I think the idea is cool thought the logic would be kinda funny, like here’s a cool prize cause you suck lol. One way to do this would be to make a “bad ending” that can only be unlocked if lotsa important character dies and with several moments keeping you away from the bad ending. That way the player has more of a choice in the matter of getting the bad ending aside from “yea I suck at fe, positioned most of my units bad and they died” as a condition. It’d be more like doing the genocide route in undertale, you have to specifically work for it

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If you get rewarded for your units dying, you’ll end up missing out on that reward if you don’t let them die. I don’t like that. Even if the reward is merely some changed dialogue based on which characters have died, it still means missing out. Ultimately, two different stories would need to be written, despite each person experiencing only one of those stories. Sounds like a waste of resources.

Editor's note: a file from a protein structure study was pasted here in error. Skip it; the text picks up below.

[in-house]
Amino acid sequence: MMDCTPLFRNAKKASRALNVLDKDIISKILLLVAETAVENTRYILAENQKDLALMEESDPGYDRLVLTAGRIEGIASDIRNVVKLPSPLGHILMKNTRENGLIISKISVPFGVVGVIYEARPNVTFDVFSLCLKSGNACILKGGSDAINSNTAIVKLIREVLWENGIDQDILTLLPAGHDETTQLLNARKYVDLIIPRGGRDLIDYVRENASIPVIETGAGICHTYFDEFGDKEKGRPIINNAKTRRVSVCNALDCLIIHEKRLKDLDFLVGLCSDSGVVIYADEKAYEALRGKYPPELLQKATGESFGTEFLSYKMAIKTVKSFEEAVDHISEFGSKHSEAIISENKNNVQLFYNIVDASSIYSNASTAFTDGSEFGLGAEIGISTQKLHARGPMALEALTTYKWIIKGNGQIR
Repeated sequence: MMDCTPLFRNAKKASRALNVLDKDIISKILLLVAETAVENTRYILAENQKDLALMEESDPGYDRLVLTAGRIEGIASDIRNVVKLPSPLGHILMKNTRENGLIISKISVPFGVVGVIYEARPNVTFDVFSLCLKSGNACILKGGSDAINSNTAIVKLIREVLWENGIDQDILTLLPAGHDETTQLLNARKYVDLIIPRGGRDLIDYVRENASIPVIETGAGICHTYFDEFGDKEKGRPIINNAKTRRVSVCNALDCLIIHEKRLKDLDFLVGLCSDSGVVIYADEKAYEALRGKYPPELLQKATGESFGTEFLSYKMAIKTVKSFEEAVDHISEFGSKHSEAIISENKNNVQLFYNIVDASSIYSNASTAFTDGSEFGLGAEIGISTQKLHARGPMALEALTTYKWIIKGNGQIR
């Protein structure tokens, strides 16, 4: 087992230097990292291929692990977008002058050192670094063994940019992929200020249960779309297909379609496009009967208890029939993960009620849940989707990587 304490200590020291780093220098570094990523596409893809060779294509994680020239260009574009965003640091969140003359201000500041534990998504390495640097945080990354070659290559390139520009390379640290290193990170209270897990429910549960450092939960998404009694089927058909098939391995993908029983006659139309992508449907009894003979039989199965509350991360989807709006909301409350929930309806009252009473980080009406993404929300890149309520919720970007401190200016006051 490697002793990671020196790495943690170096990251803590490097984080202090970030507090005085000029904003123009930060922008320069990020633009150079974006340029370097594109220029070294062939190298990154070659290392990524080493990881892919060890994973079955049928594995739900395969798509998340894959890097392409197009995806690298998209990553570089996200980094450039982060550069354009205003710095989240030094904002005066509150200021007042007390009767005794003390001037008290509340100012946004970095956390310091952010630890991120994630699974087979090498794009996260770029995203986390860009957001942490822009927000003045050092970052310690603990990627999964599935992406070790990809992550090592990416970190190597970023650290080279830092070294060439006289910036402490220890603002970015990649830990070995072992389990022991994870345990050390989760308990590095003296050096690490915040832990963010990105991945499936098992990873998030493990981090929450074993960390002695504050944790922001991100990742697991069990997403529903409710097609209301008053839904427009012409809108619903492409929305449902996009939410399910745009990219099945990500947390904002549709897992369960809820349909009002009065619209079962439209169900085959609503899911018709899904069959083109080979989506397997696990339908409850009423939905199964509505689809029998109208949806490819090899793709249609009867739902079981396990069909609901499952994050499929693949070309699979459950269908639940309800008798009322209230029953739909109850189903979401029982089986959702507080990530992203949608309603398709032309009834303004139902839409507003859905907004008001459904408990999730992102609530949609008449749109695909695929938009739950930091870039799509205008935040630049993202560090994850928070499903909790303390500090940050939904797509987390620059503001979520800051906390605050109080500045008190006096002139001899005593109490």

I’ve toyed with a storyline where undoing permadeath is a consistent in-game option to the player via necromancy or contract with fae, in order to simplify design and roll with full-deployment full-cast scenarios. Restored characters would be gameplay-wise the same and switch over to a slightly-off set of supports/dialogues, dead units that stayed dead would probably affect the final chapter’s arrangement and character ending blurbs, and it otherwise could be limited to purely an internal conflict on the lords/MU’s sense of morals.

Putting the choice on the player and testing it sounds fun, but I think it’d be niche given it puts the theme of death/injury up front.